25. The Committee is concerned about the particularly vulnerable situation of migrant women in an irregular situation who are victims of gender-based violence, given that current legislation requires the police to investigate the status of migrant women who report acts of violence and abuse. In this respect, the Committee notes the existence of a bill to amend Organization Act No. 4/2000 of 11 January on the rights, freedoms and social integration of foreigners in Spain, which aims to encourage foreign women to report instances of gender-based violence and make it possible for foreign women who report such violence to be exempted from administrative liability in respect of their irregular situation (arts. 13 and 16).
The State party should speed up the adoption of the bill to amend Organization Act No. 4/2000, in order to enable foreign women in an irregular situation who are recognized to be victims of gender-based violence to request and obtain a residence or work permit given their exceptional circumstances.
11. Racial violence
26. The Committee takes note of the State party’s efforts to combat racism and xenophobia, including the adoption of legislation on the subject and the Strategic Plan for Citizenship and Integration (2007–2010). However, the Committee is concerned about information indicating a higher frequency of acts of intolerance and incidents of racial violence against migrants and persons of different ethnic or religious backgrounds and about allegations that the authorities’ responses to these acts are not always timely or adequate (arts. 13–16).
The State party should step up its efforts to thoroughly investigate all acts of racial violence and punish those responsible appropriately. Legislative, investigative and judicial responses to such heinous acts should be accompanied by an expansion of public awareness-raising campaigns.
27. The Committee notes that the State security forces do not use tasers, but is concerned about information indicating that local police forces do (arts. 2 and 16).
The State party should consider the possibility of putting a stop to the use of tasers by local police forces since, by reason of their effects on the physical and mental state of persons they are used on, they may infringe articles 2 and 16 of the Convention.
13. Trafficking in persons
28. The Committee welcomes the adoption of the Plan to Combat Trafficking for the Purposes of Sexual Exploitation (see paragraph 4 (f) above). However, the Committee notes that the plan focuses more on prevention of the offence than on human rights and the protection of victims. The Committee is further concerned that the Criminal Code contains no criminal offence specifically addressing human trafficking for the purposes of sexual exploitation (art. 16).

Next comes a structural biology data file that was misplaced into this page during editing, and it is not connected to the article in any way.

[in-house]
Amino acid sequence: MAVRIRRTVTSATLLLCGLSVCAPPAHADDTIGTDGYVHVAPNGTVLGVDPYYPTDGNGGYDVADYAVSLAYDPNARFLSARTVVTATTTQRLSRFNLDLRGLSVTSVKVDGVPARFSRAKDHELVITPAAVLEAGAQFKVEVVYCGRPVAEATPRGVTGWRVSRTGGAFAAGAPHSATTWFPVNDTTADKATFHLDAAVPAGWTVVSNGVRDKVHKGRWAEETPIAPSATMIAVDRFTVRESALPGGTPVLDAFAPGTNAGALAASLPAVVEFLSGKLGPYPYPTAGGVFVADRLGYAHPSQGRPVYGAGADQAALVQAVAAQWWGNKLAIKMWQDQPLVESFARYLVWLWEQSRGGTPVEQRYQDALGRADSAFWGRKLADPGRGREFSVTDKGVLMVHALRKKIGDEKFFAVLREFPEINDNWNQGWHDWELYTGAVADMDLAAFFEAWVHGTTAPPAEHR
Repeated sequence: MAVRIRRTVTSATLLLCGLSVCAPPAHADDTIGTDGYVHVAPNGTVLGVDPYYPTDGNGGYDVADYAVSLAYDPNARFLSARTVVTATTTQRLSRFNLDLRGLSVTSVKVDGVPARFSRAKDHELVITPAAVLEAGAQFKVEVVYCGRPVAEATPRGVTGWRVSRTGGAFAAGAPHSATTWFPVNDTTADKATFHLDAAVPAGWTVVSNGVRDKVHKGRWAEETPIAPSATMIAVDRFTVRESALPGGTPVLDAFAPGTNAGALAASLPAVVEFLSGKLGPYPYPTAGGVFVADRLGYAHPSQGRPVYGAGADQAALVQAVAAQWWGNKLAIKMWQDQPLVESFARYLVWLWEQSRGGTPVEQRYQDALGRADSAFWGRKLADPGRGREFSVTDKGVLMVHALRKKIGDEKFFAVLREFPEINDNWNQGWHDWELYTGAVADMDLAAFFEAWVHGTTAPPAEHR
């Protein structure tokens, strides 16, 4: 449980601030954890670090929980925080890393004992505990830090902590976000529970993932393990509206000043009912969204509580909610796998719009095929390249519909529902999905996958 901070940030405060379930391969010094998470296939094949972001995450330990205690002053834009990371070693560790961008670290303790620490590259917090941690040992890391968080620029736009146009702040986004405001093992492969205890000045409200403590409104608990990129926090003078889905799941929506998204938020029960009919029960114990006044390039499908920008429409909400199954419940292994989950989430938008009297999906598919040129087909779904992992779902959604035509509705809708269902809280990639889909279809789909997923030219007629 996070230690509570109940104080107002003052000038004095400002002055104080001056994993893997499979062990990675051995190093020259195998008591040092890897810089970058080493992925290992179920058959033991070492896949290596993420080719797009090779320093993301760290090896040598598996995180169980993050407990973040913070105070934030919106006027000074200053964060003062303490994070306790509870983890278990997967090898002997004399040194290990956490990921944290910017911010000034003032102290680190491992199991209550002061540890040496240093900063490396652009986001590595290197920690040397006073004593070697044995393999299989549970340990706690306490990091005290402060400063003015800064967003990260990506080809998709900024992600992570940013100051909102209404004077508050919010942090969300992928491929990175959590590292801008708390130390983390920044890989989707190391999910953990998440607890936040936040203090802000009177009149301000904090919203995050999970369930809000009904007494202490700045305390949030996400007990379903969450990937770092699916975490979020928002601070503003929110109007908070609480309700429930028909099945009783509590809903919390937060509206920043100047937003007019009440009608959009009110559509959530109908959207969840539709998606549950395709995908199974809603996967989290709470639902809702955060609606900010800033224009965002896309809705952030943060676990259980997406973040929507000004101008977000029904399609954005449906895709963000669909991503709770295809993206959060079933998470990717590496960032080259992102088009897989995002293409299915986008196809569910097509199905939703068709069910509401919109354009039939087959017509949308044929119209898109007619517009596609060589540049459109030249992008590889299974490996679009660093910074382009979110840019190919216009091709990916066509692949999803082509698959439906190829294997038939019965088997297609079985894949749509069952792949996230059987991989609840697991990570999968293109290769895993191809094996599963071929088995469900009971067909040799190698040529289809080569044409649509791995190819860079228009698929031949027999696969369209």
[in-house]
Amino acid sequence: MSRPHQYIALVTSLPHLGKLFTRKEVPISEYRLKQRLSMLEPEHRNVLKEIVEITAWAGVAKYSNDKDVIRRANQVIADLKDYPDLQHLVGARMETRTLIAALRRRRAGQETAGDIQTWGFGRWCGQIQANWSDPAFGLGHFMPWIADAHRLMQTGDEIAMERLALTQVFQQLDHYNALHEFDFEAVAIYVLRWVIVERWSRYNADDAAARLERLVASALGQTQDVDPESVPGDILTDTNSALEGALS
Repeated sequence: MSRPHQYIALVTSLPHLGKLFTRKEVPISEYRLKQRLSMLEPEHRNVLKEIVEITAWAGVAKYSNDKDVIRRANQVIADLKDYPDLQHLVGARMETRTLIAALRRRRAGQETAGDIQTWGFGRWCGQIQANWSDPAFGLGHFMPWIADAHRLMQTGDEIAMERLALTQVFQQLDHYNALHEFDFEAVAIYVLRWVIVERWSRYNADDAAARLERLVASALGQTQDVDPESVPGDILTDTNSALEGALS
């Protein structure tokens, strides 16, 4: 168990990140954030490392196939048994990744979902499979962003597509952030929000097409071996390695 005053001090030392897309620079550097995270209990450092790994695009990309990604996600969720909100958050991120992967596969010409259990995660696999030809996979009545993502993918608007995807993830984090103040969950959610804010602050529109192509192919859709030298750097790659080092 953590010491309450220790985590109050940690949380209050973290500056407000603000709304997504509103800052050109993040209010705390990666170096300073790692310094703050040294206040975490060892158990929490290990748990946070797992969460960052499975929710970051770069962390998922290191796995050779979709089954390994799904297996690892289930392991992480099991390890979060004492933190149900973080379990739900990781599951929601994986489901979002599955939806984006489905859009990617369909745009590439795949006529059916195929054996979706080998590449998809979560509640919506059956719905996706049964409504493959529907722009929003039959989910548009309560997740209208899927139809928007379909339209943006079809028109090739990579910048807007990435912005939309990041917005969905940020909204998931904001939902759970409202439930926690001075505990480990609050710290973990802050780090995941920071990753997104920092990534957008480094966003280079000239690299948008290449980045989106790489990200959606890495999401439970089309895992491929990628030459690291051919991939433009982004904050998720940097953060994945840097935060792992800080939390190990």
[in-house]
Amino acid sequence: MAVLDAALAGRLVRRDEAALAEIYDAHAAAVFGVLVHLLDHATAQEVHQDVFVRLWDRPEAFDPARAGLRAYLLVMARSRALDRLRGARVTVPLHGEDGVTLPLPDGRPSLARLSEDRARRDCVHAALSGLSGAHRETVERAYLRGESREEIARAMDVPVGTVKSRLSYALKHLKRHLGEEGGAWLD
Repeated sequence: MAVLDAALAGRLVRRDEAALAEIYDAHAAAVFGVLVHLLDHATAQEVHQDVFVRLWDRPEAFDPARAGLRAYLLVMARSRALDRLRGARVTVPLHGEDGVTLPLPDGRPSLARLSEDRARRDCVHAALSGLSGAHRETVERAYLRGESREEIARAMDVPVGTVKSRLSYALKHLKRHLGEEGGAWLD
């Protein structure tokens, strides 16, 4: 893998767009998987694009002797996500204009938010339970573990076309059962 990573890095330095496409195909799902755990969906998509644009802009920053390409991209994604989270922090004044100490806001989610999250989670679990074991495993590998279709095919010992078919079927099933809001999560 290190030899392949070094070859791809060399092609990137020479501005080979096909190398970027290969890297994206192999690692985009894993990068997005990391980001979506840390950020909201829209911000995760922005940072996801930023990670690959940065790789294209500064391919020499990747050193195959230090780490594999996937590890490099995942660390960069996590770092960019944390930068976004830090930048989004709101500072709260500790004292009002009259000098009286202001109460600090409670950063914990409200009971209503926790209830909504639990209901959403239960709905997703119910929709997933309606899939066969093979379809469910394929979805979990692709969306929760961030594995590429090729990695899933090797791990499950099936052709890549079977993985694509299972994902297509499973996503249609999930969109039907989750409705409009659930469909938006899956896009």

The Committee urges the State party to finalize the draft Criminal Code so as to include a section specifically addressing human trafficking for the purposes of sexual and labour exploitation. The State party should further ensure that the Plan to Combat Trafficking recognizes the possibility that victims of trafficking may need international protection. In this respect, the State party should:
(a) Establish a national mechanism to identify all victims;
(b) Take the necessary measures to ensure access to the asylum procedure for foreign women victims of trafficking, or at risk of being trafficked, who can show a need for international protection.
14. Optional Protocol and the national preventive mechanism
29. The Committee notes that Organization Act No. 1/2009 established that the Ombudsman would act as the national mechanism for the prevention of torture, in accordance with the Optional Protocol to the Convention against Torture and Other Cruel, Inhuman or Degrading Treatment or Punishment. It further notes that the same Act provides for the creation of an Advisory Board to provide technical and legal cooperation in the exercise of the functions of the national preventive mechanism; and that the Board would be chaired by the deputy to whom the Ombudsman delegates the functions established in this provision (art. 2).
The State party should ensure that the Ombudsman has sufficient human, material and financial resources to discharge his prevention mandate throughout the country independently and effectively. The State party should further ensure that the Advisory Board has a clear jurisdiction and role and that the relationship between the national preventive mechanism and the Board is clearly defined. The Committee encourages the State party to have members of the Board selected through a process that is public and transparent and to include on the Board recognized experts in various areas pertaining to the prevention of torture, including representatives of civil society.
30. The Committee invites the State party to ratify the core United Nations human rights treaties to which it is not yet party, namely, the International Convention on the Protection of the Rights of All Migrant Workers and Members of Their Families and the Optional Protocol to the International Covenant on Economic, Social and Cultural Rights.
31. The Committee invites the State party to submit a core document in accordance with the requirements for the preparation of a common core document established in the harmonized guidelines for the submission of reports approved by the international human rights treaties bodies (HRI/GEN/2/Rev.6).
32. The State party is urged to ensure wide circulation of the report submitted to the Committee and of the Committee’s concluding observations through official websites, the media and non-governmental organizations.
33. The Committee requests the State party to provide information, within one year, in response to the Committee’s recommendations in paragraphs 10, 12, 20, 23 and 25 of the present document.
34. The State party is invited to submit its sixth periodic report by 20 November 2013.